} It's a question of evolution, really. Back in the good ol' days, when
} I was a younger Oracle (but no less wise, of course) elephants used to
} be carefree, happy creatures. Then along came Babar, Dumbo and all
} those other sellouts.
} The elephant is a sage, careful creature, much given to long
} quiet dustbaths in the savannahs, followed by a spot of cricket
} and a gin and tonic. (This is where the British got the idea too, but
} they're too pompous for dustbaths.) Anyway, picture your African
} Gentle-elephant. The very image of debonair good taste, in tails and
} tophat. All of a sudden the place is full of gawking tourists, and
} kiddies shouting "Look! Dumbo!", and hunters and such. What elephant
} would want to attract attention in these circumstances? The answer
} is obvious - only sellout running-dog lackey elephants, those with
} contracts with the big studios. The rest of elephant-kind removed their
} tophats, and tried to blend into the landscape, just waiting for the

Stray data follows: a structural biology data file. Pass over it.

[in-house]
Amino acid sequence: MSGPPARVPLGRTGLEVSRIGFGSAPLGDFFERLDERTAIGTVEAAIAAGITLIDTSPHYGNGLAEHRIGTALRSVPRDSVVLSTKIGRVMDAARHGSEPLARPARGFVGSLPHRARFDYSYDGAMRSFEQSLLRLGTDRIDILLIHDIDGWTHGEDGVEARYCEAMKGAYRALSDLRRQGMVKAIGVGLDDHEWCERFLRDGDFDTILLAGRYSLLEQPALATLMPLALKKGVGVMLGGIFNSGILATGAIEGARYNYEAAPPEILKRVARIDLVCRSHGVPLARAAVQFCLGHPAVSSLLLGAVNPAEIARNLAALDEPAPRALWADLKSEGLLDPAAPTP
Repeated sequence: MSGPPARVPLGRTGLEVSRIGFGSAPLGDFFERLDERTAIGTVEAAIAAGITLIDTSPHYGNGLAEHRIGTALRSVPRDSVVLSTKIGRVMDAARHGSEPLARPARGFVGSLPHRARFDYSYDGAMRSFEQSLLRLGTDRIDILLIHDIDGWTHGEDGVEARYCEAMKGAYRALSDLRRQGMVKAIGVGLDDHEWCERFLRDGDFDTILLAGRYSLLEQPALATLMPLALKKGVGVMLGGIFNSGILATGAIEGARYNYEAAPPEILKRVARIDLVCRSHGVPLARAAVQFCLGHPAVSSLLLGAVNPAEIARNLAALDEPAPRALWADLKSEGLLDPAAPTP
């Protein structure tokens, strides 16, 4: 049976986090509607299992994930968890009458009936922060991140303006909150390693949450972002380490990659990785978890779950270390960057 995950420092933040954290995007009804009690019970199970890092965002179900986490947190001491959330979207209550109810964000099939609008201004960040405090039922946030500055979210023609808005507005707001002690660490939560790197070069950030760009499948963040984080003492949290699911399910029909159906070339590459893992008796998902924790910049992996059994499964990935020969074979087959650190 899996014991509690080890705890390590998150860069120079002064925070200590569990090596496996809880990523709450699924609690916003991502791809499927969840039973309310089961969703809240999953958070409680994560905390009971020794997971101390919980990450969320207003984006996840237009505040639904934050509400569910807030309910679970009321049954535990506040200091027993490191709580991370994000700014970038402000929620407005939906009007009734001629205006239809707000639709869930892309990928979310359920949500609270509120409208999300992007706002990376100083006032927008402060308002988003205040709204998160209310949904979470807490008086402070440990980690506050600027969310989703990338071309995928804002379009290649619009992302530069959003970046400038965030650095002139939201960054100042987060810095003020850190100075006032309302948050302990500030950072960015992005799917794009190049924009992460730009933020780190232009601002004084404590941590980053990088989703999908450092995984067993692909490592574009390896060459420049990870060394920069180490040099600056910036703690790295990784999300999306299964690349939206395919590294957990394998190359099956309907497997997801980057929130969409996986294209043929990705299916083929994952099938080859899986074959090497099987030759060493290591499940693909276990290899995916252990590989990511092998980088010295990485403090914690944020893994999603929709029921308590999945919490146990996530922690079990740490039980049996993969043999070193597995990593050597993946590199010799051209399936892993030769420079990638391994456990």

} day. And yes, the day will come. A new dawn. A time where every
} elephant, regardless of ear shape or tusk size will be free to enjoy
} the simple pleasures that elephants everywhere once knew. A time where
} an elephant can be an elephant - Oh happy day! - without fear of being
} photographed, shot, pointed at, or imagined by drunks.
} And the tophats? Man will provide the tophats. Some will be ripped
} from the headless bodies of trampled circus MC's, some will be blown
} from the balding pates of mayors, some will come from places like
} Harrod's and Sak's. And they won't ne paying. Tophats are but a small
} part of the terrible price the human race will pay for its arrogance.
} You owe the Oracle the name of the guy who told Tarzan where the
} graveyard was.